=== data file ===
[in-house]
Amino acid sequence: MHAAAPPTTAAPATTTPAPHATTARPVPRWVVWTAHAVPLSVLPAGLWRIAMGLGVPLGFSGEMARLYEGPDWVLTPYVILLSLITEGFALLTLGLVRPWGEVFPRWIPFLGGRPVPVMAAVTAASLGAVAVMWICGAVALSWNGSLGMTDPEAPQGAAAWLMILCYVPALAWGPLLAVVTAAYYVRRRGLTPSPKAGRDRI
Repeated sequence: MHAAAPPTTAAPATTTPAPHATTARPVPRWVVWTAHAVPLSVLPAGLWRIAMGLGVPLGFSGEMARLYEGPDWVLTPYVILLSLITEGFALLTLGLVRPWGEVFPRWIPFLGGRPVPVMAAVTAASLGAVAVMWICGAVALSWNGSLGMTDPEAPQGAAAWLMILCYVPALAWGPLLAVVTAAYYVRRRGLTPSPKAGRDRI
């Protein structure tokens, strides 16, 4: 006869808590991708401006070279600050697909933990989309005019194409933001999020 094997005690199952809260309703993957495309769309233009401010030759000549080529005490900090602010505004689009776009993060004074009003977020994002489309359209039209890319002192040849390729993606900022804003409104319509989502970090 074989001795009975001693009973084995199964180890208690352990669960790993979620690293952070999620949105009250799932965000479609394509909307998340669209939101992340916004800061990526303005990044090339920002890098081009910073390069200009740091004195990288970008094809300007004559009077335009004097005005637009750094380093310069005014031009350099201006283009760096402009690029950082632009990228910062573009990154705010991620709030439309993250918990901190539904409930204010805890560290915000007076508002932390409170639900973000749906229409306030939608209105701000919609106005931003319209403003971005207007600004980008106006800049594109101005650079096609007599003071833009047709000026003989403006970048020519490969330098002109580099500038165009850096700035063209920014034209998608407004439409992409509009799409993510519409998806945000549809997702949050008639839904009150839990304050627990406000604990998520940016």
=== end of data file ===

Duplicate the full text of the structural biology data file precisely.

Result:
[in-house]
Amino acid sequence: MHAAAPPTTAAPATTTPAPHATTARPVPRWVVWTAHAVPLSVLPAGLWRIAMGLGVPLGFSGEMARLYEGPDWVLTPYVILLSLITEGFALLTLGLVRPWGEVFPRWIPFLGGRPVPVMAAVTAASLGAVAVMWICGAVALSWNGSLGMTDPEAPQGAAAWLMILCYVPALAWGPLLAVVTAAYYVRRRGLTPSPKAGRDRI
Repeated sequence: MHAAAPPTTAAPATTTPAPHATTARPVPRWVVWTAHAVPLSVLPAGLWRIAMGLGVPLGFSGEMARLYEGPDWVLTPYVILLSLITEGFALLTLGLVRPWGEVFPRWIPFLGGRPVPVMAAVTAASLGAVAVMWICGAVALSWNGSLGMTDPEAPQGAAAWLMILCYVPALAWGPLLAVVTAAYYVRRRGLTPSPKAGRDRI
């Protein structure tokens, strides 16, 4: 006869808590991708401006070279600050697909933990989309005019194409933001999020 094997005690199952809260309703993957495309769309233009401010030759000549080529005490900090602010505004689009776009993060004074009003977020994002489309359209039209890319002192040849390729993606900022804003409104319509989502970090 074989001795009975001693009973084995199964180890208690352990669960790993979620690293952070999620949105009250799932965000479609394509909307998340669209939101992340916004800061990526303005990044090339920002890098081009910073390069200009740091004195990288970008094809300007004559009077335009004097005005637009750094380093310069005014031009350099201006283009760096402009690029950082632009990228910062573009990154705010991620709030439309993250918990901190539904409930204010805890560290915000007076508002932390409170639900973000749906229409306030939608209105701000919609106005931003319209403003971005207007600004980008106006800049594109101005650079096609007599003071833009047709000026003989403006970048020519490969330098002109580099500038165009850096700035063209920014034209998608407004439409992409509009799409993510519409998806945000549809997702949050008639839904009150839990304050627990406000604990998520940016």